In a move that shouldn’t have surprised anyone given the band’s long-standing modesty, the sudden appearance of new music from Rise Against still feels like it came out of nowhere. The Ghost Note Symphonies Vol 1 (Sony), effectively a Rise Against unplugged album, arrives with little if any, fanfare but, as with many Rise Against records, it deserves your quiet and rapt attention as what they have delivered here is a record of quiet grace, emotion, and elan.
One could be forgiven for wondering why the band have chosen to tread this fairly well-established path of the pared back, stripped-down, look-we-can-write-really-good-songs album because Rise Against don’t need to prove this, do they? Tim McIlwraith has more tunes in his locker than he knows what to do with and Rise Against’s art has never been impaired with being overwrought or overly complex.
Consequently, one could be forgiven for assuming that this is a stop-gap record, an exercise in treading water until the band gets around to recording the follow up to the last “proper” Rise Against record, the criminally overlooked Wolves. Actually, that would be to do this record a disservice.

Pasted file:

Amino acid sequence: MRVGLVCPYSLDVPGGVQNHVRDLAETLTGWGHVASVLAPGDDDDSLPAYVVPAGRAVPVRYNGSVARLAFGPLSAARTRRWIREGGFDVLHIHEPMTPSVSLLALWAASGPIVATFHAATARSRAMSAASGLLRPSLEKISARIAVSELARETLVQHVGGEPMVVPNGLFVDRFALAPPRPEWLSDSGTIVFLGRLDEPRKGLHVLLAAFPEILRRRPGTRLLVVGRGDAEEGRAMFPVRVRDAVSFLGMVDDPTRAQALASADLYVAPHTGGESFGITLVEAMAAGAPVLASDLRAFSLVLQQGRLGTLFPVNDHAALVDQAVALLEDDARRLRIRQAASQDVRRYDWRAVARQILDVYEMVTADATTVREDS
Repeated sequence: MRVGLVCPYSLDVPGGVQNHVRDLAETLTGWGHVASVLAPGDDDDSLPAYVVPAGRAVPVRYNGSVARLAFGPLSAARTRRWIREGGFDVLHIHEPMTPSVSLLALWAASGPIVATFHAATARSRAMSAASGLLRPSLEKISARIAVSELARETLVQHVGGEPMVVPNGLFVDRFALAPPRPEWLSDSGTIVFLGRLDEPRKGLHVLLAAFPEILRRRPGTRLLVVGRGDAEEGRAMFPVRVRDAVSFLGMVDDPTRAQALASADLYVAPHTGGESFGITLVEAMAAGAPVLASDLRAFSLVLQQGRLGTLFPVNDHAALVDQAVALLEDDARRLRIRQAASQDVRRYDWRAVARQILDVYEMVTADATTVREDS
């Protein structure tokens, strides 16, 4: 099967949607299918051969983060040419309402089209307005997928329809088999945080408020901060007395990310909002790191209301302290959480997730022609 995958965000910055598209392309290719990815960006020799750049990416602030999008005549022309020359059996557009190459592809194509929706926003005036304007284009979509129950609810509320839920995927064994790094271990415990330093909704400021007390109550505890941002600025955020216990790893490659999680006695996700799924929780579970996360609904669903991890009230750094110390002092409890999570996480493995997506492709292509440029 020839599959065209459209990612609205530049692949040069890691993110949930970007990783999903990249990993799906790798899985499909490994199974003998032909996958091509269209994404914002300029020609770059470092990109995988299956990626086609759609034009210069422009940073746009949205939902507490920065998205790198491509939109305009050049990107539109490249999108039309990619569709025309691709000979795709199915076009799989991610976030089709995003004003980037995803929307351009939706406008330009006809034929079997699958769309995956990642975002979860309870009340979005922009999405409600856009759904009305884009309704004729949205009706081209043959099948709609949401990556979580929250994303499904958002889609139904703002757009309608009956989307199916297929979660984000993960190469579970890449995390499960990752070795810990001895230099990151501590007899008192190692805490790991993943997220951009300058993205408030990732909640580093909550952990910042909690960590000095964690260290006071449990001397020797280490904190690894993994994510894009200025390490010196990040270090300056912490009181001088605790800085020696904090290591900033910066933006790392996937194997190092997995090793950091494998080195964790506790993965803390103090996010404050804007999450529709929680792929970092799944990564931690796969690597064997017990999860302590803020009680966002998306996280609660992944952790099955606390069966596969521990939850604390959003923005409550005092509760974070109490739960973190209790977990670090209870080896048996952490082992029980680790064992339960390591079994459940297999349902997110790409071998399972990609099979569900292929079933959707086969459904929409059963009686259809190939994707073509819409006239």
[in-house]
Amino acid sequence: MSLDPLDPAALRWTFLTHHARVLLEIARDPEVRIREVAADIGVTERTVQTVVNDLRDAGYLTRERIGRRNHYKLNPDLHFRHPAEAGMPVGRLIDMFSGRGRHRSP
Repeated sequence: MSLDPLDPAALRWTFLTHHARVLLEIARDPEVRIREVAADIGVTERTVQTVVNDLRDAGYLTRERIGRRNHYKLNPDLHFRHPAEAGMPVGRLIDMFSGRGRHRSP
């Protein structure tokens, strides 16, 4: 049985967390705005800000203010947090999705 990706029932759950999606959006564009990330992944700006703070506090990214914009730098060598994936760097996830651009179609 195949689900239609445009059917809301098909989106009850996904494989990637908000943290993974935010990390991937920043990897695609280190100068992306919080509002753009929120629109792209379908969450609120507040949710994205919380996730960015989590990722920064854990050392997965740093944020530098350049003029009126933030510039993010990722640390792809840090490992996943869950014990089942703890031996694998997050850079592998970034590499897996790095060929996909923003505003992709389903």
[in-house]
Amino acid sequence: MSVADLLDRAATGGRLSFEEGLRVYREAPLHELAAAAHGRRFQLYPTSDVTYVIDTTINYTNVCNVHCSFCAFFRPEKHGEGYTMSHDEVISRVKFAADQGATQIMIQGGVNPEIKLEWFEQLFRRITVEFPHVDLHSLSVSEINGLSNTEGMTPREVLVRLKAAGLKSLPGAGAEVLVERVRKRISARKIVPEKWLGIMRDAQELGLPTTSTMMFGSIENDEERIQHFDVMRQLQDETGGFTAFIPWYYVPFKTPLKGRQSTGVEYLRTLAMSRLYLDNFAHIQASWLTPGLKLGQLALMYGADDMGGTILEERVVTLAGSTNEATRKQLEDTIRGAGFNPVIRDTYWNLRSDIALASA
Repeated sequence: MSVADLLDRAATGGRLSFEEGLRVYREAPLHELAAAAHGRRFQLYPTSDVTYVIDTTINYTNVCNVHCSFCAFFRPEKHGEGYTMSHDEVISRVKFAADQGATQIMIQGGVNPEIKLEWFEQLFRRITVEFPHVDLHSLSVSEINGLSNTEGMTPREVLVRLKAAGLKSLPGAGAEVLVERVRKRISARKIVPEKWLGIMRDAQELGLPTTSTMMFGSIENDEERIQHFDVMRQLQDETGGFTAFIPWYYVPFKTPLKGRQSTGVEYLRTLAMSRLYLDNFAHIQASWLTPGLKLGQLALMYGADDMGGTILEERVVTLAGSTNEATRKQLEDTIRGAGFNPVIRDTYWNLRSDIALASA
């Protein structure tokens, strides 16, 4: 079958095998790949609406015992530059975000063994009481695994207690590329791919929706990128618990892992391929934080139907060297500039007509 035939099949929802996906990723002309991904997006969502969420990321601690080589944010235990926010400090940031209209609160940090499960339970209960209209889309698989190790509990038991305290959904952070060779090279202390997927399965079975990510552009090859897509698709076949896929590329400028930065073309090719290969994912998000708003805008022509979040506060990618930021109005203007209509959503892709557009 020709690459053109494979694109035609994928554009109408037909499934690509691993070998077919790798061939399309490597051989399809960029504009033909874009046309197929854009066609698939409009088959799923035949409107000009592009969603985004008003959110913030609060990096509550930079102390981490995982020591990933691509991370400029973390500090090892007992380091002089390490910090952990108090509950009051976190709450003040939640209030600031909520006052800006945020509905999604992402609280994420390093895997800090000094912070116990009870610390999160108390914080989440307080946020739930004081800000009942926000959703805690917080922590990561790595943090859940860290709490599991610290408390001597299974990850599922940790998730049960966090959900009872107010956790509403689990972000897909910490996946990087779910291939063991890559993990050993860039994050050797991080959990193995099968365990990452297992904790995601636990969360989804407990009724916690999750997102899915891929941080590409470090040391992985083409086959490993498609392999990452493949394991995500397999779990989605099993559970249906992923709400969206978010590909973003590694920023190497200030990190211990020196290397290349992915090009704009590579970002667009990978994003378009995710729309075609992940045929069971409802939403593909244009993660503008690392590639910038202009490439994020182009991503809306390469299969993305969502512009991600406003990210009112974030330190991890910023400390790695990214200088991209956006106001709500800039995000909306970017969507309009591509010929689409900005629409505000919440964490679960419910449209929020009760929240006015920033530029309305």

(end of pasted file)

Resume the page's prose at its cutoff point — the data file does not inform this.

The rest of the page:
Ghost Note Symphonies is a delight. It may not be quite in the league of the “oh, so THIS is what they might have done next” of Nirvana’s Unplugged in New York (Geffen) opus but, then again, what is? Ghost Note Symphonies is a record that is wickedly deceiving and delightful in equal measure. There is familiarity with the melodies but the joy in this record is that the melancholy, heartache, and rage that we can hear in the original versions comes through here with quiet grace and resolute determination.
The use of mandolin on the reworked ‘Faint Resemblance’ has echoes of mid-period R.E.M. and the gentle, rocking rhythms of ‘House on Fire’ breathe new, fresh vigour into already familiar melodies, adding warmth and sweetness, without ever being cloying or trying too hard. ‘Miracle’ and ‘Savior’ are both standout tracks here. There was nothing much wrong with them in the first place of course but with a delivery that is passionate and emotional allied to acoustic guitars and a production that has the vocals high in the mix, the effect is beguiling and resonant.
If I am being honest, my expectations for this record were not that high. I should have known better. The old adage that less is more is particularly apposite, here. This may be pared back and easy to listen to but, be assured, the rage and focus that one usually associates with Rise Against is resolutely intact. Volume two please and make it double quick, gentlemen.